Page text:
Making adorable quilts for babies

Before I tell you about the next quilts mom and I are going to be making, here’s how the I Love to Knit quilt turned out. It’s one of the best feelings in the world when we finish our first quilt, isn’t it?!

The quilt front of I Love to Knit quilt

I love the front of the quilt for the lighter colors, the ‘white’ blocks seem to pop. But I love the pieced backing for the dramatic diagonal stripes! Double the love in one quilt!

This is the pieced backing.

The binding was done by joining alternately the different pieces of fabric. We bound one side by machine and the other by hand stitching. We found the Heirloom Clever Clips in the picture below to be so very useful to help ‘hold’ the pleat in place, like having a third hand?…

Heirloom Clever Clips help to bind the quilt!

As for our next quilting project, we’re going to be making 2 crib size quilts for babies that are coming into the world in the next couple of months. One family member is due in August, the other in September. Lucky for us, both mothers wanted to know the sex of the baby, and to make things even it so happens that one is a girl and one is a boy.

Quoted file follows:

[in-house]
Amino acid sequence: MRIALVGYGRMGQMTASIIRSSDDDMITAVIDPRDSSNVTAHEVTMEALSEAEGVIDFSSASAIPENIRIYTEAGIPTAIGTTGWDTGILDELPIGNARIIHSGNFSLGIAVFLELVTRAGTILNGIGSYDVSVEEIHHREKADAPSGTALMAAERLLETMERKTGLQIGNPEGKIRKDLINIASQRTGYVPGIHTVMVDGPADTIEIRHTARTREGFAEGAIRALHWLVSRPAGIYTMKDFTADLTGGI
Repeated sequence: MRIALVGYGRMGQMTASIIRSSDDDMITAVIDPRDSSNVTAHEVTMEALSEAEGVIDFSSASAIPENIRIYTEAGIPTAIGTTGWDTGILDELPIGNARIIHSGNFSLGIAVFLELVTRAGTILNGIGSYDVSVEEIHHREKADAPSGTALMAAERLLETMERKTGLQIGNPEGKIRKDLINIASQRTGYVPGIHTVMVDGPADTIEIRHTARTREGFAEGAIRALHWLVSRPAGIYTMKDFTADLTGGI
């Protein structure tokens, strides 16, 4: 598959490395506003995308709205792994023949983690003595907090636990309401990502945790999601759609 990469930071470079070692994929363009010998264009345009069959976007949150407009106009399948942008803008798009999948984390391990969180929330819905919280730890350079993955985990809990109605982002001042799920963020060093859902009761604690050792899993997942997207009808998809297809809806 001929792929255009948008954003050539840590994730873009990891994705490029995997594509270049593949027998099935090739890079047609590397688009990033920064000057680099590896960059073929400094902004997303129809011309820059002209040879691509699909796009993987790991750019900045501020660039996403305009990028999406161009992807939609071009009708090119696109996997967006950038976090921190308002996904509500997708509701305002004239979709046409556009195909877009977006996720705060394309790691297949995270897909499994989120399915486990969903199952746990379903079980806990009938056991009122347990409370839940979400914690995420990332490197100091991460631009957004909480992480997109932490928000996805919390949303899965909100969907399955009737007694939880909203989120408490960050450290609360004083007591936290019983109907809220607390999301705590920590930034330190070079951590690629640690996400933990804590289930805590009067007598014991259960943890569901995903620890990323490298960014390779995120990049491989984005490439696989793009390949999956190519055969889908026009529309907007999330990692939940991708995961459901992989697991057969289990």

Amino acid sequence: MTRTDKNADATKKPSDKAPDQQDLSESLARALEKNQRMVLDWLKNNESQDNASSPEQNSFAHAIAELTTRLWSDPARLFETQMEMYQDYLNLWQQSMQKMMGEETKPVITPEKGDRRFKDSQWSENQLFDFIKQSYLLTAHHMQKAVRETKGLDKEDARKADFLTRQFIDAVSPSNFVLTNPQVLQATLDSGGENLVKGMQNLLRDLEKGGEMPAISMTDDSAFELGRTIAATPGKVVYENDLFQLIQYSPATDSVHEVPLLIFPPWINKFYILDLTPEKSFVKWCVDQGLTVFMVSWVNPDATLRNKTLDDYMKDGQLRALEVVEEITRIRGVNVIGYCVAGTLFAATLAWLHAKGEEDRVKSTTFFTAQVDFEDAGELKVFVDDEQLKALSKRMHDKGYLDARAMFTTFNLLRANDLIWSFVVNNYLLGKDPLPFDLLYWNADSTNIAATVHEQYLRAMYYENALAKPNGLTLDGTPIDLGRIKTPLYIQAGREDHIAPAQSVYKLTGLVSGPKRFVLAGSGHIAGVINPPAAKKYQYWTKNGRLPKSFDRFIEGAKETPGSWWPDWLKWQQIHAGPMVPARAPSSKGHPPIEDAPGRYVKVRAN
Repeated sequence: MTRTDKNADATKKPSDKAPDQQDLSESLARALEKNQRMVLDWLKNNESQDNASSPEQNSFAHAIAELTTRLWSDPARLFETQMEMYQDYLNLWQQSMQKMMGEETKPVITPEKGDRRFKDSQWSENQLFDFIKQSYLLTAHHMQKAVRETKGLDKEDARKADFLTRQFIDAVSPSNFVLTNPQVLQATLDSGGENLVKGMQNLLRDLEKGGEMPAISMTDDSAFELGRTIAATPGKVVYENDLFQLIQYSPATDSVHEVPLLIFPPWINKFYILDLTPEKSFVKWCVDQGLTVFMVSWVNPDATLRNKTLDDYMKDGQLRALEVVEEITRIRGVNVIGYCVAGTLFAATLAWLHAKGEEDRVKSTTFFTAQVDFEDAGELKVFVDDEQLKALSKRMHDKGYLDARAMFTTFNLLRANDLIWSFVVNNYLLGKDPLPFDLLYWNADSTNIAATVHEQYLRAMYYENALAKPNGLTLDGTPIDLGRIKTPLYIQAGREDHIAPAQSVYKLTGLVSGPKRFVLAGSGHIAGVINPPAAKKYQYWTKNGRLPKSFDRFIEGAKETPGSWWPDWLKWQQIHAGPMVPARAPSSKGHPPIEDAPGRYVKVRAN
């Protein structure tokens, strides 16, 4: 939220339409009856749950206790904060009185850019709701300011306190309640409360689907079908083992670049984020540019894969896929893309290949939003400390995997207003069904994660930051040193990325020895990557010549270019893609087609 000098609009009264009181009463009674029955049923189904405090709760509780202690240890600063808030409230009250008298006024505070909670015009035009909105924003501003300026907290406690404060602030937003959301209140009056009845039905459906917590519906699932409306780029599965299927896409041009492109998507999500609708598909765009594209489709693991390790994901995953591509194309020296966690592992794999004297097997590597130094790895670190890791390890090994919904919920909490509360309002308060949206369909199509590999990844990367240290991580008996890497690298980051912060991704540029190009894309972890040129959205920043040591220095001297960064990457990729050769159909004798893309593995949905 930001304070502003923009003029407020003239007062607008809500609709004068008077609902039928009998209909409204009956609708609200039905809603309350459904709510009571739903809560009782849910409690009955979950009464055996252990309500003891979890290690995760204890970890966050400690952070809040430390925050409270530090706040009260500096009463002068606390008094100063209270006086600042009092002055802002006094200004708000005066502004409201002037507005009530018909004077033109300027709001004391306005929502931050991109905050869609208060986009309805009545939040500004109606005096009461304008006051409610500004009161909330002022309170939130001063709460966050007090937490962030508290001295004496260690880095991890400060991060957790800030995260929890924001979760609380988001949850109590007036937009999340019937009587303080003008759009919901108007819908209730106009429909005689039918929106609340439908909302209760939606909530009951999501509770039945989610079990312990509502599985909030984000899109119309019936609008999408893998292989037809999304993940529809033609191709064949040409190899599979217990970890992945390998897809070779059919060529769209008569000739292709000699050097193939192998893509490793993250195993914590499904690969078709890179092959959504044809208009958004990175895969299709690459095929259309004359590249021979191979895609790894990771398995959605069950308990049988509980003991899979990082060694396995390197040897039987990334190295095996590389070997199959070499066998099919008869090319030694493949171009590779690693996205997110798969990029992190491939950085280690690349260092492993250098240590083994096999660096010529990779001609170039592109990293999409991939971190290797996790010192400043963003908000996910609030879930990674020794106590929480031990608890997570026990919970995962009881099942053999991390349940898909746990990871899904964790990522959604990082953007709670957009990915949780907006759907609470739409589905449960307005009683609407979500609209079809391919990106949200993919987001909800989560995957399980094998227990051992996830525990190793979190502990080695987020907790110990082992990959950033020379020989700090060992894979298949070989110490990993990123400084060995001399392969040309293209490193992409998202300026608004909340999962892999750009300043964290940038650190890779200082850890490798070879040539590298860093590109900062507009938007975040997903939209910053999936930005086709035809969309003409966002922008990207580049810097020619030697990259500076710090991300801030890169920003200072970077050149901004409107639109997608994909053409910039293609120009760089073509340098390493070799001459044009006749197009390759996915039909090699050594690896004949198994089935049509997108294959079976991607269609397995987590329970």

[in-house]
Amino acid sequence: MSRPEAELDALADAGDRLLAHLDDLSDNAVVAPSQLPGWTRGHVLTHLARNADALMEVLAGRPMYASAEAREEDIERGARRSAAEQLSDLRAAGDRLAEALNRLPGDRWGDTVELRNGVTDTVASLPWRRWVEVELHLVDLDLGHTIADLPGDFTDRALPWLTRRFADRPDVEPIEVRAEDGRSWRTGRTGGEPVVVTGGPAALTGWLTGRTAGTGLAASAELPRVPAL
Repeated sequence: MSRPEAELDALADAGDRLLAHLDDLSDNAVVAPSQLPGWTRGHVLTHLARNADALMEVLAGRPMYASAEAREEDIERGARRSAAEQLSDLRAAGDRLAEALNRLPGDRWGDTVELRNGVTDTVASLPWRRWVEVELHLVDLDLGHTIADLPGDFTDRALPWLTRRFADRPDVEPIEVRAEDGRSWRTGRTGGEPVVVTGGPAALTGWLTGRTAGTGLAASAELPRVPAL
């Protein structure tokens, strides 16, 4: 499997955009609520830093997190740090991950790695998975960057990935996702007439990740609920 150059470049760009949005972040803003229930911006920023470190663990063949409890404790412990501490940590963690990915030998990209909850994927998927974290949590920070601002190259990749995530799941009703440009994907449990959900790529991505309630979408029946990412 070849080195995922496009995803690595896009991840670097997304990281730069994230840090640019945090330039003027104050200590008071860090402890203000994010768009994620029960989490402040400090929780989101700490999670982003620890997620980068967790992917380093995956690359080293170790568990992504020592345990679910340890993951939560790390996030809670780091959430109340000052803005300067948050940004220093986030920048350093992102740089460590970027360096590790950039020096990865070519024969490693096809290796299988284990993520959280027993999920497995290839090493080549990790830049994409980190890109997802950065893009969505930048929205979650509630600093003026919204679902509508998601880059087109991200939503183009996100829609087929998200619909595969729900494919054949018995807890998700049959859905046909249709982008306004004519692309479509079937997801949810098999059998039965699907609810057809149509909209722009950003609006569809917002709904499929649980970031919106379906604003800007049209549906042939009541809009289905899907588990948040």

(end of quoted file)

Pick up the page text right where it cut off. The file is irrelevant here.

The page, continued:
As coincidence would have it, mom had bought this flannel fabric to make pj’s for my daughter and son at least a decade ago, and had some fabric left over. How perfect…although the blue fabric with the stars doesn’t convince me that it belongs with the other two, perhaps it might when we start cutting and sewing the sample block.

The blue colorway for the baby boy

Here’s the pink colorway for the baby girl. The solid light pink isn’t the right pink entirely, but I find that it can work and will help to tone down the bold squares from the darker fabric. I also see that a darker brown solid flannel used sparingly will help to balance the ultra pink in this color palette.

Join me next week, I’ll show you what mom has chosen for the design and we’ll probably have some quilt blocks ready for you. Enjoy your week!

The pink colorway for the baby girl who’s on her way…

This is part 5 of 5 in this series.
Go back to part 4:  How to turn a mindless quilt label into a spectacular one

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